Here’s excellent evidence that divine books aren’t: if their texts were truly passed down by an all-knowing, omnipotent creator, they’d be clear and unambiguous. As it stands, the Torah, Bible, and Qur’an, whether carelessly read or craftily mined, support just about anything, including genocidal murder and radical peace-making; gentle tolerance and intense ethnic hatred; respect for women and the god-given right to enslave, rape, and beat them.
I’ve written a few times that just as there is no one true Christianity, there is no one true Islam. The articles of faith of different factions of Allah aficionados are varied and diverse, but all of these adherents — the gentle ones and the ultra-violent ones alike — can and do genuinely claim to be Muslims. The fundamentalist scum that is ISIS, Boko Haram, Al-Qaeda, the Taliban, etc., have about the same religious and theological legitimacy as any Muslim moderate or hardcore peacemaker.
To hear Islam’s apologists tell it, the headchoppers and suicide bombers represent a regretful “perversion” of “true” Islam; but that charge can be inversed, lobbed the other way, with as much justification.
This is all by way of saying that I have my differences with the western imams who are the subject of an admiring New York Times article. They claim that Allah represents tolerance and love. They contend Islam is innately peaceful.
The truth is that they simply emphasize different parts of the Qur’an and the Hadīth than the fundies do.
However: To the extent that the theological alternatives that the moderates offer are helping dissuade young Muslims from joining ISIS or taking up freelance Jihad, I do owe them my sincere gratitude. Their work, if effective, will do more to reduce Islamist violence than all my posts put together. And they’re taking big, real risks in condemning their violent brethren, so we’re talking sizable cojones here.
As the military and political battle against the Islamic State escalates, Muslim imams and scholars in the West are fighting on another front — through theology.
Imam Suhaib Webb, a Muslim leader in Washington, has held live monthly video chats to refute the religious claims of the Islamic State, also known as ISIS or ISIL. In a dig at the extremists, he broadcast from ice cream parlors and called his talks “ISIS and ice cream.”
Sheikh Hamza Yusuf, an American Muslim scholar based in Berkeley, Calif., has pleaded with Muslims not to be deceived by the “stupid young boys” of the Islamic State. Millions have watched excerpts from his sermon titled “The Crisis of ISIS,” in which he wept as he asked God not to blame other Muslims “for what these fools amongst us do.”
Members of the so-called Islamic State have seen those videos too, and they’ve responded as you would expect.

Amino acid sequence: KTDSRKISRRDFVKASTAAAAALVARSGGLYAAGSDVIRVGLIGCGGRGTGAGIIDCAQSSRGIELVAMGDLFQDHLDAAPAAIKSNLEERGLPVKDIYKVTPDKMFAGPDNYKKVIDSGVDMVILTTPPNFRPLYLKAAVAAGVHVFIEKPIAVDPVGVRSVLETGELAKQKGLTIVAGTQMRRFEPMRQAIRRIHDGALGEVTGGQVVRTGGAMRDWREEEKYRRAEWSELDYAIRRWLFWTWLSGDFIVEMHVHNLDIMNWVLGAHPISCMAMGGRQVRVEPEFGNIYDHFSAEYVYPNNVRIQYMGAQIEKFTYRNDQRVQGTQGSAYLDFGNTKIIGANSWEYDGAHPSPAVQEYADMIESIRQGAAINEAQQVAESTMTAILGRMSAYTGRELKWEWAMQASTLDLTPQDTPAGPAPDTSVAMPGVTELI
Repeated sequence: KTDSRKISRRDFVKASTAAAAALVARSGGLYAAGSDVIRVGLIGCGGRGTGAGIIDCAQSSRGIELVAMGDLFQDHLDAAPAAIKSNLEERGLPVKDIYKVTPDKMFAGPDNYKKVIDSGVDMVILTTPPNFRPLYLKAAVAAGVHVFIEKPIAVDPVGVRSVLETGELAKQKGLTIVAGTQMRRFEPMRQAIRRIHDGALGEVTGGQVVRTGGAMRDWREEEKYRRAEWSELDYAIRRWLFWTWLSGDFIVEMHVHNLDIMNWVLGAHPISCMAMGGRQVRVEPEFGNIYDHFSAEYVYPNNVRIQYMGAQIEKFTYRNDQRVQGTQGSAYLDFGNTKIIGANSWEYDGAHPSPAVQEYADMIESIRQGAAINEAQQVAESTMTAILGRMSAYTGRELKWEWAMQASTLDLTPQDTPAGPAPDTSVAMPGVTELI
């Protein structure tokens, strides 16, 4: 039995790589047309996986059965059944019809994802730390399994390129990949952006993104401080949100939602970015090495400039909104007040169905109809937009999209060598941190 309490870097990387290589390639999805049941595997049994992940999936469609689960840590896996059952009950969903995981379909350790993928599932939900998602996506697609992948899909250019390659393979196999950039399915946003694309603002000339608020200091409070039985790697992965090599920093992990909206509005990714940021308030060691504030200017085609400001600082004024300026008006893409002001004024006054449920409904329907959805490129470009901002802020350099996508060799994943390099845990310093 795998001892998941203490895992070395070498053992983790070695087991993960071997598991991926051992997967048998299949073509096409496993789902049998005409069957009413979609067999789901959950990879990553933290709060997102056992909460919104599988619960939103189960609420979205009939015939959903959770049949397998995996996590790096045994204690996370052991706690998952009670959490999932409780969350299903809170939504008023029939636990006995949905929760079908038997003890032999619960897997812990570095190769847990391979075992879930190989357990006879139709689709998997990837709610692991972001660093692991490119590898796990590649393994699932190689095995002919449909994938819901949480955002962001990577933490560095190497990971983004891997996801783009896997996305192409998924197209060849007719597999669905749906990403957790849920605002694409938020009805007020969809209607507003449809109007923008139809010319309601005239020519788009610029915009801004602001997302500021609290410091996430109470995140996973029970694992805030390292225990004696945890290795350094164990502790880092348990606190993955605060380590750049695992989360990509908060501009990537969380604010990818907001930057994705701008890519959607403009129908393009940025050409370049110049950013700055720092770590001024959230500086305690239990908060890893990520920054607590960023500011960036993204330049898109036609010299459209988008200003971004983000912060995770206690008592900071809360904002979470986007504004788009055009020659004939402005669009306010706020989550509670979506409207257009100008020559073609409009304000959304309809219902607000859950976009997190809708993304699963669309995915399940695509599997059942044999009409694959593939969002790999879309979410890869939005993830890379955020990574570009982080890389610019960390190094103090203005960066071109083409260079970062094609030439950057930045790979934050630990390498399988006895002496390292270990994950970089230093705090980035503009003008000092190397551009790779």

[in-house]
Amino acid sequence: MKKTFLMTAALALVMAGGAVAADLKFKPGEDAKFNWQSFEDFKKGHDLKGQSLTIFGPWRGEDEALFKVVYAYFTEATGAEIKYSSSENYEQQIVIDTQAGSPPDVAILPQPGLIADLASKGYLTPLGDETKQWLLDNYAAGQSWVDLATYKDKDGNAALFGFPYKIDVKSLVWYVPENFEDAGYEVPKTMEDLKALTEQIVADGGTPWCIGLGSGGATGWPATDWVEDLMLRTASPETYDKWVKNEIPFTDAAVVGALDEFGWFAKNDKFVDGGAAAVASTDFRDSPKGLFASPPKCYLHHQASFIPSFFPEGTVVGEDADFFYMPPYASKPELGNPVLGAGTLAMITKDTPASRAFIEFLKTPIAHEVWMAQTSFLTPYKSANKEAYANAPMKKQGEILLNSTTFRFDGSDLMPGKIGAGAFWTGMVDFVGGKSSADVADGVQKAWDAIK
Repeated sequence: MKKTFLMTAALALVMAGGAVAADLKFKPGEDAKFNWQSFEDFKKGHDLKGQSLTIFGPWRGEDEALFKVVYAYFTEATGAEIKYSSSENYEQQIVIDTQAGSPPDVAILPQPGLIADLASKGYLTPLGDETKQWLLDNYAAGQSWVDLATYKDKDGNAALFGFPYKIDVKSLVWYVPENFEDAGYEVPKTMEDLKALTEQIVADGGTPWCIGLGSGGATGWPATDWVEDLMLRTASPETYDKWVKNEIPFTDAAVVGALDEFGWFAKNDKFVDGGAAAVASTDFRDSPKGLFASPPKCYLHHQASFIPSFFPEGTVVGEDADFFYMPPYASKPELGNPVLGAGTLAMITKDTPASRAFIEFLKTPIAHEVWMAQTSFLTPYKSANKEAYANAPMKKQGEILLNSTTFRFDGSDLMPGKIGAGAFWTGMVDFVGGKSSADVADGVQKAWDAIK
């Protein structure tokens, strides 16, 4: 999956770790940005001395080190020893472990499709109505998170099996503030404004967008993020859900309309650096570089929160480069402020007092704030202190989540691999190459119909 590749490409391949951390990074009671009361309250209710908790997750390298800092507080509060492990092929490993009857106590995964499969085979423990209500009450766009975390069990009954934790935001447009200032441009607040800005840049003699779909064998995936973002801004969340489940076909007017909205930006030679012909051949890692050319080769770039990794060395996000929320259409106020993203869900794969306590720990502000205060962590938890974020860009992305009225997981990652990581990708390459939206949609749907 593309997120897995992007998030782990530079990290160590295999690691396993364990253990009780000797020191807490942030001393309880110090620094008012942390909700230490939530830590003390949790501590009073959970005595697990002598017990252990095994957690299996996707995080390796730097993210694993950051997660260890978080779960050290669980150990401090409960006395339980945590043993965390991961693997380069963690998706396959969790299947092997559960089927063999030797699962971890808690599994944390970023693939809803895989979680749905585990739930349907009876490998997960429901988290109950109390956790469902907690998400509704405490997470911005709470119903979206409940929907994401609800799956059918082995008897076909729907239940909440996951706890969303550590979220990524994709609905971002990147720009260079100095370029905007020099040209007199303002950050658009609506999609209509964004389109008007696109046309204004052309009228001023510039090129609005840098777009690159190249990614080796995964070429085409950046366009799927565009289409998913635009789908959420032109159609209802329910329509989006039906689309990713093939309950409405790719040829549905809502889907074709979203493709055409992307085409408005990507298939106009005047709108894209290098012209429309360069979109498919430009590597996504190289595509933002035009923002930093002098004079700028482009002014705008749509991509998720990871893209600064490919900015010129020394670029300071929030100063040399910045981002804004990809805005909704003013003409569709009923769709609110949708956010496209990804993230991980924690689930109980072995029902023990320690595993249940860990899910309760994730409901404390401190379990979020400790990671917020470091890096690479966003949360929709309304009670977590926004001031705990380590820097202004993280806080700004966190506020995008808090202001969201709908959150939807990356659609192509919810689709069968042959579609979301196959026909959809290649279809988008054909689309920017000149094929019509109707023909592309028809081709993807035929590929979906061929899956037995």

The group recently threatened the lives of 11 Muslim imams and scholars in the West, calling them “apostates” who should be killed. The recent issue of the Islamic State’s online propaganda magazine, Dabiq, called them “obligatory targets,” and it said that supporters should use any weapons on hand to “make an example of them.” The danger is real enough that the F.B.I. has contacted some of those named in the Islamic State’s magazine “to assist them in taking proper steps to ensure their safety,” said Andrew Ames, a spokesman for the F.B.I.’s field office in Washington.
The death threats are a sign that Muslim religious leaders have antagonized the Islamic State, according to analysts who are studying the militant group. Their growing influence also contradicts those who claim that Muslim leaders have been silent in the fight against violent extremism.
So far, none of ISIS’ most outspoken Muslim critics seem to be inclined to wave the white flag.
In addition to preachers such as Sheikh Hamza, ISIS is also gunning for
… American Muslims in government, such as Representative Keith Ellison of Minnesota; Huma Abedin, a longtime top aide to Hillary Clinton; and Mohamed Elibiary, a Texas Republican and former adviser to the Department of Homeland Security.
Challenging the beliefs behind such possible future plots, at least one prominent imam is taking his message all the way to the Levant.
Sheikh Hamza will soon air a television series in the Middle East, “Rihla With Sheikh Hamza Yusuf” (rihla is “quest” in Arabic). The show applies traditional Islamic scholarship to contemporary challenges in the Muslim world, and it includes strong messages against extremism — which Sheikh Hamza said amounts to “swatting the hornet’s nest again.” It is likely to be seen in Iraq and Syria, the Islamic State’s strongholds, he said.
People like him have to deal with getting a nasty earful from two sides.
“The right wing is calling me a stealth jihadist. And ISIS is calling me a sellout. We challenge both of their narratives.”
Kudos. I hope he succeeds on both counts.